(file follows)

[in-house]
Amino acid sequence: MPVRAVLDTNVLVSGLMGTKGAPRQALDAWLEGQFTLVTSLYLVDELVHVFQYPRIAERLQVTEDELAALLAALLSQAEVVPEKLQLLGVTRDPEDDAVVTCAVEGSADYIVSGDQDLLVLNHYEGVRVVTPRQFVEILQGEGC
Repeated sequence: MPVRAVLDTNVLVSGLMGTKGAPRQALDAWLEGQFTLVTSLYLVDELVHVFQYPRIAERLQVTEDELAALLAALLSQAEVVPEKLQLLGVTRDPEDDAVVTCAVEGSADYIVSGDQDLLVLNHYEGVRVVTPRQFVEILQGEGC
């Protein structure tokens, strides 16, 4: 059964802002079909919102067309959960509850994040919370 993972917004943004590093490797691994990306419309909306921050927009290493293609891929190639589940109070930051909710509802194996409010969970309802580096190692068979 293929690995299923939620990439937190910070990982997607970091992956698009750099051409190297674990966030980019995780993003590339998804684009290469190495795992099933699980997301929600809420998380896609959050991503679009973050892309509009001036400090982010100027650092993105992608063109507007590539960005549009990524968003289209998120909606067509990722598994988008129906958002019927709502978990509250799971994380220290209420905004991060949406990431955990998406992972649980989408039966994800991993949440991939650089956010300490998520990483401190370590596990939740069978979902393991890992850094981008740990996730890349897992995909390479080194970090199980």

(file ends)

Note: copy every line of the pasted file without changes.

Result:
[in-house]
Amino acid sequence: MPVRAVLDTNVLVSGLMGTKGAPRQALDAWLEGQFTLVTSLYLVDELVHVFQYPRIAERLQVTEDELAALLAALLSQAEVVPEKLQLLGVTRDPEDDAVVTCAVEGSADYIVSGDQDLLVLNHYEGVRVVTPRQFVEILQGEGC
Repeated sequence: MPVRAVLDTNVLVSGLMGTKGAPRQALDAWLEGQFTLVTSLYLVDELVHVFQYPRIAERLQVTEDELAALLAALLSQAEVVPEKLQLLGVTRDPEDDAVVTCAVEGSADYIVSGDQDLLVLNHYEGVRVVTPRQFVEILQGEGC
């Protein structure tokens, strides 16, 4: 059964802002079909919102067309959960509850994040919370 993972917004943004590093490797691994990306419309909306921050927009290493293609891929190639589940109070930051909710509802194996409010969970309802580096190692068979 293929690995299923939620990439937190910070990982997607970091992956698009750099051409190297674990966030980019995780993003590339998804684009290469190495795992099933699980997301929600809420998380896609959050991503679009973050892309509009001036400090982010100027650092993105992608063109507007590539960005549009990524968003289209998120909606067509990722598994988008129906958002019927709502978990509250799971994380220290209420905004991060949406990431955990998406992972649980989408039966994800991993949440991939650089956010300490998520990483401190370590596990939740069978979902393991890992850094981008740990996730890349897992995909390479080194970090199980």